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Ring galaxy

From Simple English Wikipedia, the free encyclopedia
Hoag's Object, a ring galaxy. Another red ring galaxy can be seen behind it, at the one o'clock podition

A ring galaxy is a kind of galaxy that has a ring shape. Hoag's Object and NGC 1291 are two examples.[1] The ring is made up of many massive, young blue stars, which are extremely bright. The middle of the galaxy contains far less luminous matter.

Some astronomers believe that ring galaxies are formed when a smaller galaxy passes through the center of a larger galaxy. Because galaxies are mostly made up of empty space, a collision rarely happens between stars. However, the gravitational disruptions could cause a wave of star formation to move through the larger galaxy. Other astronomers think that rings are formed around some galaxies when an accretion disc is formed. Star formation would then result from the shocks and compressions in the newly formed disc.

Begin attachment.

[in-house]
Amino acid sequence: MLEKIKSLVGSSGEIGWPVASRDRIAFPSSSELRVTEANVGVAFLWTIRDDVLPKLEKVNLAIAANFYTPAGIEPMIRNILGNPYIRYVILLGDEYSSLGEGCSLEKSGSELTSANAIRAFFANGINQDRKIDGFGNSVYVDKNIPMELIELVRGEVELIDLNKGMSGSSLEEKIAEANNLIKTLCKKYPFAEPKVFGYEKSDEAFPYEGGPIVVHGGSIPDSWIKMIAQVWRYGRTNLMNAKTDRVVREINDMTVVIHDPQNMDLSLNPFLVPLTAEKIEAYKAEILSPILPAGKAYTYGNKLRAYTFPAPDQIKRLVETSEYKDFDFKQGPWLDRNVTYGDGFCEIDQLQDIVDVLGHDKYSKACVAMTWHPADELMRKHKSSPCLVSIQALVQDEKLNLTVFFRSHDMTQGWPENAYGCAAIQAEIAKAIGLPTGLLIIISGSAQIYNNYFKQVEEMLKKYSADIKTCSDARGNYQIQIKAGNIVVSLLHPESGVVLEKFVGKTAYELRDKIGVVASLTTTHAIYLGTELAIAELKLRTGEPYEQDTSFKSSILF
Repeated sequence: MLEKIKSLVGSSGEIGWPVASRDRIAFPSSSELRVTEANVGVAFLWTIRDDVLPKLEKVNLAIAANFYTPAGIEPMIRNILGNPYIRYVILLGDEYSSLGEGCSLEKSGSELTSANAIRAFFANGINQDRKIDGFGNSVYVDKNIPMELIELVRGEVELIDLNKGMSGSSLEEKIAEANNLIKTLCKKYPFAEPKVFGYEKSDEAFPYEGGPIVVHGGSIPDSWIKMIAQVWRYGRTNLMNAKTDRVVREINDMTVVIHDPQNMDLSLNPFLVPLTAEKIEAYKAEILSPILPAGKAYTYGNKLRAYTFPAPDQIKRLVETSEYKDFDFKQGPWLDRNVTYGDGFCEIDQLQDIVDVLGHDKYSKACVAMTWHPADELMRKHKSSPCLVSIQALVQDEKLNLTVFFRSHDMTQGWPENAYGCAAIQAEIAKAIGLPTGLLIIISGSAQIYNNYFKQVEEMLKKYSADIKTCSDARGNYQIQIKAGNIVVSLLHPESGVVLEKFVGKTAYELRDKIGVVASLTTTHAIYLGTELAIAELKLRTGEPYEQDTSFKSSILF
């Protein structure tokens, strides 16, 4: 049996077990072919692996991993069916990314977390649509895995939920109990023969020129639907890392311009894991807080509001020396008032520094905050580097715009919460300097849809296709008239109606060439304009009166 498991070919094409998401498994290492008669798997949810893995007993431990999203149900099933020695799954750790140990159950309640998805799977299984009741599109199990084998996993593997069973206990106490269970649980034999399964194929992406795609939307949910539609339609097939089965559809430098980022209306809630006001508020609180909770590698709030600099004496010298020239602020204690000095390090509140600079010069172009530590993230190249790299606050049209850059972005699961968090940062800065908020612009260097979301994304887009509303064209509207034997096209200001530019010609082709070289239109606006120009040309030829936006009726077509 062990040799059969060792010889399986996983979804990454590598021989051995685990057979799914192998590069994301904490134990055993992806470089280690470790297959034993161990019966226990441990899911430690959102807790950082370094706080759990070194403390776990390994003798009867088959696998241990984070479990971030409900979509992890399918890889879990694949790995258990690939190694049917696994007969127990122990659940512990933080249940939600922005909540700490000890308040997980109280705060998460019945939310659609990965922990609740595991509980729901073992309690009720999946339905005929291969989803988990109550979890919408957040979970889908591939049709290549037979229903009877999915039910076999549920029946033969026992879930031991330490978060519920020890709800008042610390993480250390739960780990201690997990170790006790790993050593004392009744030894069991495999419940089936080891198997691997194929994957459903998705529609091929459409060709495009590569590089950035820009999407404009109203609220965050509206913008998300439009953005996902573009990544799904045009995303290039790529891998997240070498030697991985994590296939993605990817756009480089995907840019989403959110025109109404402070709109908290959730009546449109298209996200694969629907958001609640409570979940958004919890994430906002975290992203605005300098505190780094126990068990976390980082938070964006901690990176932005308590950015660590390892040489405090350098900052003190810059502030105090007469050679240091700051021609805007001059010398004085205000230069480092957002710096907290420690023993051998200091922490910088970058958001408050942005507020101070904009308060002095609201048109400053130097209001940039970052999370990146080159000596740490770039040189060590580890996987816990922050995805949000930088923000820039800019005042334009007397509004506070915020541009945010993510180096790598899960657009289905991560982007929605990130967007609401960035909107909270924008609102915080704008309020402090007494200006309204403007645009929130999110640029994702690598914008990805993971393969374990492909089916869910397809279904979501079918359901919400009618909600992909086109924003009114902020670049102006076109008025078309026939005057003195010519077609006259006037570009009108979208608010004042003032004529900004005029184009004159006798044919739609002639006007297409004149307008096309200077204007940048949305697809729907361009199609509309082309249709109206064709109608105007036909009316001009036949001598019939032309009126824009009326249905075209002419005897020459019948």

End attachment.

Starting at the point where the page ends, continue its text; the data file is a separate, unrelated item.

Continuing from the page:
References[change | change source]

  1. "Hoag's Object: a strange ring galaxy". Astronomy Picture of the Day. NASA and Michigan Technological University. September 9, 2002. Retrieved March 31, 2012.